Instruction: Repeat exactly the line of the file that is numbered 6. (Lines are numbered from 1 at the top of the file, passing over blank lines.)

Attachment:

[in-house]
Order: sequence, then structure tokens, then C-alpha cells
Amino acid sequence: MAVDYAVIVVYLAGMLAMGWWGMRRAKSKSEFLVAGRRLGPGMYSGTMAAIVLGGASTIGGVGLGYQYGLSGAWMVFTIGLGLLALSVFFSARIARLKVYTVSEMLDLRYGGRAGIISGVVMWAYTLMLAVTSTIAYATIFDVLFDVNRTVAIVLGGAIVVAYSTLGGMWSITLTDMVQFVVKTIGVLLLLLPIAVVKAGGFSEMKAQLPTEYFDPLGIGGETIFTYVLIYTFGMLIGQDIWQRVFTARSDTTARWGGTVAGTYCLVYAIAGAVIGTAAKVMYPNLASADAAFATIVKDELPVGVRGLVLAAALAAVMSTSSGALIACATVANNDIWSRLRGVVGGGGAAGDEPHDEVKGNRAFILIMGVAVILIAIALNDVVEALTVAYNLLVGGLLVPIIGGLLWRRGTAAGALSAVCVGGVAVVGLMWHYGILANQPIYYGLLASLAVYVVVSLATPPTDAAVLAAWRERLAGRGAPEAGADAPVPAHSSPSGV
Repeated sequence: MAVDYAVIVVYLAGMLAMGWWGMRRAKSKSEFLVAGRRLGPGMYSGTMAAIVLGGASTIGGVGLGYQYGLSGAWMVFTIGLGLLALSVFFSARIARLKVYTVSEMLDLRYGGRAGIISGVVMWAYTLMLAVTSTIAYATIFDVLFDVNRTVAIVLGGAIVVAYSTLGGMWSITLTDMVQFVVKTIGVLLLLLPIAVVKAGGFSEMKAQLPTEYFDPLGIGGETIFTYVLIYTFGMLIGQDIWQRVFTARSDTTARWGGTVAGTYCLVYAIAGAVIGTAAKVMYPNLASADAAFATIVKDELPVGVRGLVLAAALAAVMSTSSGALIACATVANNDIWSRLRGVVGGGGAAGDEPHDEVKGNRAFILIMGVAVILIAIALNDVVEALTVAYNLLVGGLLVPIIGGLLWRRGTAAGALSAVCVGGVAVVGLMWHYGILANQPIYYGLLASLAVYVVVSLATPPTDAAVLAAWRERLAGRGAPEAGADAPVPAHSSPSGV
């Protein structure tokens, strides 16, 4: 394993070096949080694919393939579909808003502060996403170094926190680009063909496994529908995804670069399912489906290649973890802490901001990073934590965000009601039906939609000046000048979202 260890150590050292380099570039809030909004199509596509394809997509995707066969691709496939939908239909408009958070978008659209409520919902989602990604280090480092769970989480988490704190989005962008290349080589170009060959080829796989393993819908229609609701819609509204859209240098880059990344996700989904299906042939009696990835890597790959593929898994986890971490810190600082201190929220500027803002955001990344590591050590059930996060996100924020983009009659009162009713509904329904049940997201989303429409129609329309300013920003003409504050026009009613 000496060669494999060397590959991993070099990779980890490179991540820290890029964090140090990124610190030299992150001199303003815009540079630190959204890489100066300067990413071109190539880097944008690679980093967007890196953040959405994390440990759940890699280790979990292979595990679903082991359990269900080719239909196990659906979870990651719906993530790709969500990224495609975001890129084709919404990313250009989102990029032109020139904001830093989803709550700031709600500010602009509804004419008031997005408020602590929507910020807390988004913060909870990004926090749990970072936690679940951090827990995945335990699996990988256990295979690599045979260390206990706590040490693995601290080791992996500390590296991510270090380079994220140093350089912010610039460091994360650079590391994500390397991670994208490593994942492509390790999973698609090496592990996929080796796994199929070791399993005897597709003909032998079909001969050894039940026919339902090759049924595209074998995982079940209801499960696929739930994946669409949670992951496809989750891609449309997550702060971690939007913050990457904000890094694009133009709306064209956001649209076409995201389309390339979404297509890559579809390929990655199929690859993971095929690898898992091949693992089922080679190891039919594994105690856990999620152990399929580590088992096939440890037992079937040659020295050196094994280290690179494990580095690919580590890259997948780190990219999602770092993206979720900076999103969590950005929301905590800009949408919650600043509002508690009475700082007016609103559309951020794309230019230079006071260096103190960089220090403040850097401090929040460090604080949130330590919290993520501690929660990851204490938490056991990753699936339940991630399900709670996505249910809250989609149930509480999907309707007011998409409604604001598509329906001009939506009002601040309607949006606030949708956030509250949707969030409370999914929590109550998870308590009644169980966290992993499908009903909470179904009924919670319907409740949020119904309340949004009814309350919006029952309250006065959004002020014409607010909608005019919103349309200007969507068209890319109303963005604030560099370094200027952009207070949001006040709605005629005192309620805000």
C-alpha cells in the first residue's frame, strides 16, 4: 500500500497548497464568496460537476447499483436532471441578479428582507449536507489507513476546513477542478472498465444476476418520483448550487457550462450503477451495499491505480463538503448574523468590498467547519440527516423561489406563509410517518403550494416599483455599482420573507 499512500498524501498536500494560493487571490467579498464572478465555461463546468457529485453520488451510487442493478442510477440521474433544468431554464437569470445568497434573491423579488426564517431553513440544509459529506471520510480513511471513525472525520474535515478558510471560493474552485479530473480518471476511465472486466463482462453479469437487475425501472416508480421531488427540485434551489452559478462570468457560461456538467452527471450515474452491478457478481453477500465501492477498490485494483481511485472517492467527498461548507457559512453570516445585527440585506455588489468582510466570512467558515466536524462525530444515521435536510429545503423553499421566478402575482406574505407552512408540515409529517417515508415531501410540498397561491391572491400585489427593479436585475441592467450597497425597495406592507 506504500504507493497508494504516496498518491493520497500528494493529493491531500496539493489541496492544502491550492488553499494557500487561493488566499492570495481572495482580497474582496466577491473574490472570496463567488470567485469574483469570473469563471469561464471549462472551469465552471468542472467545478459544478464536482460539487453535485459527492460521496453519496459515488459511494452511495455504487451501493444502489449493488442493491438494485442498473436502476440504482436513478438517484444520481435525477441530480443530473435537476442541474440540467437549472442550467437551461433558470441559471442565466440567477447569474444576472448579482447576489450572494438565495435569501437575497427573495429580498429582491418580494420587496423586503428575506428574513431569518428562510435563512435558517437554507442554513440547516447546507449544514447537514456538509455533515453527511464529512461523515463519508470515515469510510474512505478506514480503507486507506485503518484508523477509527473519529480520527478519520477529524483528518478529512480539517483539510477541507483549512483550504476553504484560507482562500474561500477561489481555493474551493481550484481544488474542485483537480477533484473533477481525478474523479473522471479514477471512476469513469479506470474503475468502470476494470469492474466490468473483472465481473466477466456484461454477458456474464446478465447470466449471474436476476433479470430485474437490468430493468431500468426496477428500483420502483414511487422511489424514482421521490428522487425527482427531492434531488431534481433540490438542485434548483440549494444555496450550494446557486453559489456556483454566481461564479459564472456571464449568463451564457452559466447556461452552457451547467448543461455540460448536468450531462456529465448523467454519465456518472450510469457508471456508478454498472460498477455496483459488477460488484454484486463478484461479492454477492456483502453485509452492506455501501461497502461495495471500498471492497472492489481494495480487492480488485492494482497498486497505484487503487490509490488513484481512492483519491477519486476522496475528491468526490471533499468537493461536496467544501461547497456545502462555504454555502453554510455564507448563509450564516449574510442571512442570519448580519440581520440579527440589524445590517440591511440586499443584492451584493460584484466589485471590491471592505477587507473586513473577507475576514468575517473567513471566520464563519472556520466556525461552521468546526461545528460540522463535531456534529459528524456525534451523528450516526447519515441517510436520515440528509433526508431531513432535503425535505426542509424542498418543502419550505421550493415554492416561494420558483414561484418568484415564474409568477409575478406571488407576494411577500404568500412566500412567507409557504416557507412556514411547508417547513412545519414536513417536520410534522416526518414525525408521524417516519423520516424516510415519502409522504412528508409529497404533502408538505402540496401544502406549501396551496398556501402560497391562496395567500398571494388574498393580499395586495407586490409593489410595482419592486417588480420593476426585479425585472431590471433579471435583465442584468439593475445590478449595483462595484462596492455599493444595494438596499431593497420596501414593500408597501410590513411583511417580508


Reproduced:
C-alpha cells in the first residue's frame, strides 16, 4: 500500500497548497464568496460537476447499483436532471441578479428582507449536507489507513476546513477542478472498465444476476418520483448550487457550462450503477451495499491505480463538503448574523468590498467547519440527516423561489406563509410517518403550494416599483455599482420573507 499512500498524501498536500494560493487571490467579498464572478465555461463546468457529485453520488451510487442493478442510477440521474433544468431554464437569470445568497434573491423579488426564517431553513440544509459529506471520510480513511471513525472525520474535515478558510471560493474552485479530473480518471476511465472486466463482462453479469437487475425501472416508480421531488427540485434551489452559478462570468457560461456538467452527471450515474452491478457478481453477500465501492477498490485494483481511485472517492467527498461548507457559512453570516445585527440585506455588489468582510466570512467558515466536524462525530444515521435536510429545503423553499421566478402575482406574505407552512408540515409529517417515508415531501410540498397561491391572491400585489427593479436585475441592467450597497425597495406592507 506504500504507493497508494504516496498518491493520497500528494493529493491531500496539493489541496492544502491550492488553499494557500487561493488566499492570495481572495482580497474582496466577491473574490472570496463567488470567485469574483469570473469563471469561464471549462472551469465552471468542472467545478459544478464536482460539487453535485459527492460521496453519496459515488459511494452511495455504487451501493444502489449493488442493491438494485442498473436502476440504482436513478438517484444520481435525477441530480443530473435537476442541474440540467437549472442550467437551461433558470441559471442565466440567477447569474444576472448579482447576489450572494438565495435569501437575497427573495429580498429582491418580494420587496423586503428575506428574513431569518428562510435563512435558517437554507442554513440547516447546507449544514447537514456538509455533515453527511464529512461523515463519508470515515469510510474512505478506514480503507486507506485503518484508523477509527473519529480520527478519520477529524483528518478529512480539517483539510477541507483549512483550504476553504484560507482562500474561500477561489481555493474551493481550484481544488474542485483537480477533484473533477481525478474523479473522471479514477471512476469513469479506470474503475468502470476494470469492474466490468473483472465481473466477466456484461454477458456474464446478465447470466449471474436476476433479470430485474437490468430493468431500468426496477428500483420502483414511487422511489424514482421521490428522487425527482427531492434531488431534481433540490438542485434548483440549494444555496450550494446557486453559489456556483454566481461564479459564472456571464449568463451564457452559466447556461452552457451547467448543461455540460448536468450531462456529465448523467454519465456518472450510469457508471456508478454498472460498477455496483459488477460488484454484486463478484461479492454477492456483502453485509452492506455501501461497502461495495471500498471492497472492489481494495480487492480488485492494482497498486497505484487503487490509490488513484481512492483519491477519486476522496475528491468526490471533499468537493461536496467544501461547497456545502462555504454555502453554510455564507448563509450564516449574510442571512442570519448580519440581520440579527440589524445590517440591511440586499443584492451584493460584484466589485471590491471592505477587507473586513473577507475576514468575517473567513471566520464563519472556520466556525461552521468546526461545528460540522463535531456534529459528524456525534451523528450516526447519515441517510436520515440528509433526508431531513432535503425535505426542509424542498418543502419550505421550493415554492416561494420558483414561484418568484415564474409568477409575478406571488407576494411577500404568500412566500412567507409557504416557507412556514411547508417547513412545519414536513417536520410534522416526518414525525408521524417516519423520516424516510415519502409522504412528508409529497404533502408538505402540496401544502406549501396551496398556501402560497391562496395567500398571494388574498393580499395586495407586490409593489410595482419592486417588480420593476426585479425585472431590471433579471435583465442584468439593475445590478449595483462595484462596492455599493444595494438596499431593497420596501414593500408597501410590513411583511417580508